Tokyo Gaming without limits

It was the first time for us to attend Tokyo Game Market, and it was an experience like no other in the board game industry. If you do not know Tokyo Game Market, Wikipedia might help. It is a 2-day event in Tokyo with a strong focus on independent game designers. We learned a lot, experienced a lot, and played a lot. What else is needed? Here are some impressions, pictures and stories we wanna share, even if we know that all of this is still not living up to the event.

TGM is held in a convention hall in Waterfront City, in the southern part of Tokyo. My hotel was in Asakusa, which is more in the center of Tokyo. Thanks to the support of Korean friends I survived the challenges of the enormous Tokyo subway and arrived in one piece. Just to see this after leaving the station. A beautiful day is nothing without a giant saw in front of you …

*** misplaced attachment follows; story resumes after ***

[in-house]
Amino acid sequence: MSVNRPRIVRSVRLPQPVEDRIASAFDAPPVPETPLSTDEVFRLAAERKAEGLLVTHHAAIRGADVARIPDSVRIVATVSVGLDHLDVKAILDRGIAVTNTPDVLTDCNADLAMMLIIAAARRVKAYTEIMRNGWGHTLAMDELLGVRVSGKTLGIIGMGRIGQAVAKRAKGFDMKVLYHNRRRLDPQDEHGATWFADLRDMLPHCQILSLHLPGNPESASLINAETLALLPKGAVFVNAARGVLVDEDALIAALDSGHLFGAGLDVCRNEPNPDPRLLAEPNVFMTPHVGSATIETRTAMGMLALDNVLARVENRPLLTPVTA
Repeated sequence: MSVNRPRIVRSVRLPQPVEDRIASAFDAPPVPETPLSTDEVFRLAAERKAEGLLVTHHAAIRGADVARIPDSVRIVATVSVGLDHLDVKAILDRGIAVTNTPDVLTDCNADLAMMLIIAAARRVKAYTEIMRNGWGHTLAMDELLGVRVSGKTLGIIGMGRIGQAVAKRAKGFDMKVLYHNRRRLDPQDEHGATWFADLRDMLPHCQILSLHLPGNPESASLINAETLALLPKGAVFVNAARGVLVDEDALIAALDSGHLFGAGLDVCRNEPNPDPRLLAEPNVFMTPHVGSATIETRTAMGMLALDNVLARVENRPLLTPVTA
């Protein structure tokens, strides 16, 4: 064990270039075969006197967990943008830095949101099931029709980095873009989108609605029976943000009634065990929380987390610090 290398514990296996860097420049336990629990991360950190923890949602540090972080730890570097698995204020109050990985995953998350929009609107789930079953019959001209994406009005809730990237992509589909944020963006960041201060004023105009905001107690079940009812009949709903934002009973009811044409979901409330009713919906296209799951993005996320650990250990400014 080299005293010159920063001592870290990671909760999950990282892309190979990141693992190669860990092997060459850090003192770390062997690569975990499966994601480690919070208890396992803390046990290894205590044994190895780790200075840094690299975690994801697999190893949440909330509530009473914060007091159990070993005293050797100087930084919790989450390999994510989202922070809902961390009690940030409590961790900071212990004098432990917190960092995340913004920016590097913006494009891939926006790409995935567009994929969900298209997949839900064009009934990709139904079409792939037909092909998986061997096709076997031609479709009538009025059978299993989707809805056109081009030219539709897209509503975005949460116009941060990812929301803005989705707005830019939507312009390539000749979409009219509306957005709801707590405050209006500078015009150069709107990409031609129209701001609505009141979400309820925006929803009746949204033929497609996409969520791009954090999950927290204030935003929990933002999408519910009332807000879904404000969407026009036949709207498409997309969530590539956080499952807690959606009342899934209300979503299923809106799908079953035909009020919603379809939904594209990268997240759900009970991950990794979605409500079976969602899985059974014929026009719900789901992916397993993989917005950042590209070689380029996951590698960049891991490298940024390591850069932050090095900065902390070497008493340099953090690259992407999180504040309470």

This is Tokyo Big Sight where TGM is held. The name makes sense, especially if you stand in front of it. Anyway, many buildings in this area seem to be made from scifi movies … or probably the buildings in scifi movies just copy impressions from Tokyo, which seems to make more sense to me.

The Gate to TGM. Finally we arrived at the convention hall after wrongly walking to a comic event in another hall first. I can tell that if you did not master Japanese language, it is not always easy in Tokyo. But if you are willing to ask for help, you will get a great deal of the Japanese politeness. There was always helpful people around.